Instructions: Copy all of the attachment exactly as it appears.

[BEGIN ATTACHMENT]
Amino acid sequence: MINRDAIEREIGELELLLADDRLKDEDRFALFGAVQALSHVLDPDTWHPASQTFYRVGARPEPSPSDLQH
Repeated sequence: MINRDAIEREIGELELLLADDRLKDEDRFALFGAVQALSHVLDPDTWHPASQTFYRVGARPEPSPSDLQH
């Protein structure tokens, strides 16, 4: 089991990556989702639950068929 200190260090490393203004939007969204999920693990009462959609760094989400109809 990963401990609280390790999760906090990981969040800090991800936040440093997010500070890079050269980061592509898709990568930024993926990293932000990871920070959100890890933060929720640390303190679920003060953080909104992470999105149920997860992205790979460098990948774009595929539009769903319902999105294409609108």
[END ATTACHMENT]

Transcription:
Amino acid sequence: MINRDAIEREIGELELLLADDRLKDEDRFALFGAVQALSHVLDPDTWHPASQTFYRVGARPEPSPSDLQH
Repeated sequence: MINRDAIEREIGELELLLADDRLKDEDRFALFGAVQALSHVLDPDTWHPASQTFYRVGARPEPSPSDLQH
């Protein structure tokens, strides 16, 4: 089991990556989702639950068929 200190260090490393203004939007969204999920693990009462959609760094989400109809 990963401990609280390790999760906090990981969040800090991800936040440093997010500070890079050269980061592509898709990568930024993926990293932000990871920070959100890890933060929720640390303190679920003060953080909104992470999105149920997860992205790979460098990948774009595929539009769903319902999105294409609108």